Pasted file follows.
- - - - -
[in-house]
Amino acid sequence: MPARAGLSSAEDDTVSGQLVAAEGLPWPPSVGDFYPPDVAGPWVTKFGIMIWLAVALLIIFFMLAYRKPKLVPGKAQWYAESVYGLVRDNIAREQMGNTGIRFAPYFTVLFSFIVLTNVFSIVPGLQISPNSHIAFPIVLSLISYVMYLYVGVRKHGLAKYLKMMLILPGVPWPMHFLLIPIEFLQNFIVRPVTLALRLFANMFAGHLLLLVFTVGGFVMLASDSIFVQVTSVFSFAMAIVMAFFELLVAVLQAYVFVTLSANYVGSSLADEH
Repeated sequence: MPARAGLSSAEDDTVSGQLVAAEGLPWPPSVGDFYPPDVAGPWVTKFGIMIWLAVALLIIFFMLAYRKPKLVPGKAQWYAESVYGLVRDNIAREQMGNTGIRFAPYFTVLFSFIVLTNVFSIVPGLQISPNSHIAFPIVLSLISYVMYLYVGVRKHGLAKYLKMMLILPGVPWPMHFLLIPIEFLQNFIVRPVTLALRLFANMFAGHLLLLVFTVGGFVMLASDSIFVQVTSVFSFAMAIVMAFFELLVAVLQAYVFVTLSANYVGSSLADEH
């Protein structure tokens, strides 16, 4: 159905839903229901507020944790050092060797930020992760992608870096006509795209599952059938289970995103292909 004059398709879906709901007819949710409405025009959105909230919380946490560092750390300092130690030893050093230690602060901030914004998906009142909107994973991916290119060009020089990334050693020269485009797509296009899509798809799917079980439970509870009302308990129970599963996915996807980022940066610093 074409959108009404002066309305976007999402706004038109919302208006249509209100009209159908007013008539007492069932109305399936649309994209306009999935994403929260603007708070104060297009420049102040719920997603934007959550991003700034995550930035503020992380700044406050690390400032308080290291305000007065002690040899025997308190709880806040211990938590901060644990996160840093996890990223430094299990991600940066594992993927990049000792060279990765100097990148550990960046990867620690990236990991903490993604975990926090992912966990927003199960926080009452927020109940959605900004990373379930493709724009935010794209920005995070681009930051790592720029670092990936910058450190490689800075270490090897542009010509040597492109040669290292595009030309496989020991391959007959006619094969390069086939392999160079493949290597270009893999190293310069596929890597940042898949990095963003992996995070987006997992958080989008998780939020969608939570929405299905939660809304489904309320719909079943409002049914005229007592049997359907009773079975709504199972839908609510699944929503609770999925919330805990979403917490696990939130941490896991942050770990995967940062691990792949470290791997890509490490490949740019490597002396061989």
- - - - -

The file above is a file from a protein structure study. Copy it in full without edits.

[in-house]
Amino acid sequence: MPARAGLSSAEDDTVSGQLVAAEGLPWPPSVGDFYPPDVAGPWVTKFGIMIWLAVALLIIFFMLAYRKPKLVPGKAQWYAESVYGLVRDNIAREQMGNTGIRFAPYFTVLFSFIVLTNVFSIVPGLQISPNSHIAFPIVLSLISYVMYLYVGVRKHGLAKYLKMMLILPGVPWPMHFLLIPIEFLQNFIVRPVTLALRLFANMFAGHLLLLVFTVGGFVMLASDSIFVQVTSVFSFAMAIVMAFFELLVAVLQAYVFVTLSANYVGSSLADEH
Repeated sequence: MPARAGLSSAEDDTVSGQLVAAEGLPWPPSVGDFYPPDVAGPWVTKFGIMIWLAVALLIIFFMLAYRKPKLVPGKAQWYAESVYGLVRDNIAREQMGNTGIRFAPYFTVLFSFIVLTNVFSIVPGLQISPNSHIAFPIVLSLISYVMYLYVGVRKHGLAKYLKMMLILPGVPWPMHFLLIPIEFLQNFIVRPVTLALRLFANMFAGHLLLLVFTVGGFVMLASDSIFVQVTSVFSFAMAIVMAFFELLVAVLQAYVFVTLSANYVGSSLADEH
């Protein structure tokens, strides 16, 4: 159905839903229901507020944790050092060797930020992760992608870096006509795209599952059938289970995103292909 004059398709879906709901007819949710409405025009959105909230919380946490560092750390300092130690030893050093230690602060901030914004998906009142909107994973991916290119060009020089990334050693020269485009797509296009899509798809799917079980439970509870009302308990129970599963996915996807980022940066610093 074409959108009404002066309305976007999402706004038109919302208006249509209100009209159908007013008539007492069932109305399936649309994209306009999935994403929260603007708070104060297009420049102040719920997603934007959550991003700034995550930035503020992380700044406050690390400032308080290291305000007065002690040899025997308190709880806040211990938590901060644990996160840093996890990223430094299990991600940066594992993927990049000792060279990765100097990148550990960046990867620690990236990991903490993604975990926090992912966990927003199960926080009452927020109940959605900004990373379930493709724009935010794209920005995070681009930051790592720029670092990936910058450190490689800075270490090897542009010509040597492109040669290292595009030309496989020991391959007959006619094969390069086939392999160079493949290597270009893999190293310069596929890597940042898949990095963003992996995070987006997992958080989008998780939020969608939570929405299905939660809304489904309320719909079943409002049914005229007592049997359907009773079975709504199972839908609510699944929503609770999925919330805990979403917490696990939130941490896991942050770990995967940062691990792949470290791997890509490490490949740019490597002396061989």